Otherwise it's like saying that the music score for a movie always has to be subtle and not get noticed, leaving no room for a loud operatic score when it might be appropriate. Or for that matter, saying that a performance always has to be subtle and low-key, never leaving room for a grandly theatrical performance. Not every movie has to be like a Bach concerto, some can be like a Wagnerian opera...

Link to comment
Share on other sites

 

Maybe the next step will be an abstraction like in painting? I donno.....You actually do see that sometimes even now.....the idea of for example leaving a conversation off screen and showing something else or images so dark you can barley see what's in frame. Also now you see films calling attention to the fact that they are films for example the use of the Zoom lens has come back once removed from commen use because we felt it was cheesy now we are finding it interesting again to use sometime in ironic way or even just to call attention to the fact that we are watching a movie.

 

Die ewige Wiederkehr des Gleichen... but it is never quite 'the same'...

 

The art of film, other than works done by a single worker... are prehaps more like artchitectural structures than 'paintings'... in that a group contributes to the end result.

 

As such, architecture tends to be a bit more conservative than more 'plastic' arts. The 'auteur' theory attempts to put a single person in the driver's seat of the work, but again, unless that is a sole person... or a fascist director... the work will be a composite of contributions.

Link to comment
Share on other sites

not to de rail the conversation, but the thing that is not talked about as problematic when people try to discredit the 'auteur' theory is that the collaberative process is generally intertwined with commerical intentions. there is no reason that interesting progressive work can't be made by collaberation...the problem is when the group around a director is more interested in the film making money and fitting into a box already made.

Link to comment
Share on other sites

Hmmm, can't edit the above post....hit post too soon....please ignore.

 

David,

I tottaly agree and that IS the basis of my own work and moreover to talk about what is somewhat of the current movment. I mean when "cubism" was all the rage not everyone was painting disjointed perspective paitings and I think this is no different ....all kinds of work will be made and there is nothing worse then seeing some banal "natural" alexa cinematography ....I saw two low budget indies last week where the whole thing was handheld shot with a lot natural light and both just looked so flat and boring....and honestly, nothing like any reality I know.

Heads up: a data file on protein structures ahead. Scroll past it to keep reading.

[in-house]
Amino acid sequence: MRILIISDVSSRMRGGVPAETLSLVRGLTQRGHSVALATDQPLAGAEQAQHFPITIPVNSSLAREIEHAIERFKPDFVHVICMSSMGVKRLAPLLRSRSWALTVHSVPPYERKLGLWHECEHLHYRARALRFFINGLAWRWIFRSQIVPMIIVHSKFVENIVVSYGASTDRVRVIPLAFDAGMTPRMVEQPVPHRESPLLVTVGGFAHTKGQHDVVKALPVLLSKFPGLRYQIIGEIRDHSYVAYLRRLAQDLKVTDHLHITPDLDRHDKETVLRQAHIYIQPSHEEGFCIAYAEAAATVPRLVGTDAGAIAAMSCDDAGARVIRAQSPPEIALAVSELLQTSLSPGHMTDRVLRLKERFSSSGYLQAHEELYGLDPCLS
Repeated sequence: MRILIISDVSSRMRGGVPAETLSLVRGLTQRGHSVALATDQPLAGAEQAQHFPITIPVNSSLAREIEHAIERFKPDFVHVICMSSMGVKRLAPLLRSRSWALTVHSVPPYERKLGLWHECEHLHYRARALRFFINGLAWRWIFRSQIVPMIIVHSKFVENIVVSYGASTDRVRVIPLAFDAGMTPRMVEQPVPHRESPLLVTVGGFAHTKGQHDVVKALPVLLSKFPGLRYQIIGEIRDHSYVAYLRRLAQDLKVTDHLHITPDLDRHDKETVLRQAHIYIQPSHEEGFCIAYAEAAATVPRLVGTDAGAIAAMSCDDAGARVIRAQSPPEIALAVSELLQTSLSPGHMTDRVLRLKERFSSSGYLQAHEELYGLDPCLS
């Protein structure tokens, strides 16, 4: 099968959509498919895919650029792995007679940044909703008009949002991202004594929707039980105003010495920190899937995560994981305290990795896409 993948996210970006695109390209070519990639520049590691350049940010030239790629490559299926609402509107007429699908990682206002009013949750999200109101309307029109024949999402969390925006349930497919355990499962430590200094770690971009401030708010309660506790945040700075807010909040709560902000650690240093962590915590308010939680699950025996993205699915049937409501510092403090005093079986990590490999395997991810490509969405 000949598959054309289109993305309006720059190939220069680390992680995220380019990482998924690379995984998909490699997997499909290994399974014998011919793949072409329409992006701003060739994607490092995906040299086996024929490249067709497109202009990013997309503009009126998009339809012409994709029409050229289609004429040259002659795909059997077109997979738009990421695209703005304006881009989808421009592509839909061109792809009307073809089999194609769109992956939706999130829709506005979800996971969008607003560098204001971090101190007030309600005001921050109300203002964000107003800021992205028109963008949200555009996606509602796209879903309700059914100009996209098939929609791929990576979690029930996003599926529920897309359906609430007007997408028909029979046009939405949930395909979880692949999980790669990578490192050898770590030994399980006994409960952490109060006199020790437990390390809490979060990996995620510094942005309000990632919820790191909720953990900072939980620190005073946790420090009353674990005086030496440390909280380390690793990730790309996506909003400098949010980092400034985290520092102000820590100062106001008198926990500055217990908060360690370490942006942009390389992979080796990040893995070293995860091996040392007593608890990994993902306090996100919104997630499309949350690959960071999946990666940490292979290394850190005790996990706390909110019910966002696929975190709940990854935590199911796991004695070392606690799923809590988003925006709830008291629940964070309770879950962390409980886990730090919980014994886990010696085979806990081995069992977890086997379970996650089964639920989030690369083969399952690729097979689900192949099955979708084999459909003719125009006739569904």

To John's point:

not to de rail the conversation, but the thing that is not talked about as problematic when people try to discredit the 'auteur' theory is that the collaberative process is generally intertwined with commerical intentions. there is no reason that interesting progressive work can't be made by collaberation...the problem is when the group around a director is more interested in the film making money and fitting into a box already made.

Link to comment
Share on other sites

 

Realism in photography is not necessarily about depicting reality ....a photograph is not reality and even your eyes do not see reality....reality is subjective and eventually it gets to the word "truth" which is just not an obtainable thing. But we try!

 

Yes, realism in photography is not about depicting reality, but it is about reality - a concept of reality - a particular concept of reality. What it's not about is depiction (or representation). We can disagree with this concept, but to disagree with it we need some idea of it.

 

The simple concept is that the photograph (the image or sensory component of it) is reality. It is already reality, in no need of any additional layer of representation. We can treat this as a definition, rather than a question.

 

Now if we say that a photograph is not reality, then we must be entertaining a different concept of reality - one in which reality, for example, is not a photograph. Perhaps we entertain the idea that reality is a painting, to which a clarification might be: "no, reality is not a painting". The end of such an exchange would probably be that concept of reality in which there is no identity at all posed between reailty and any image.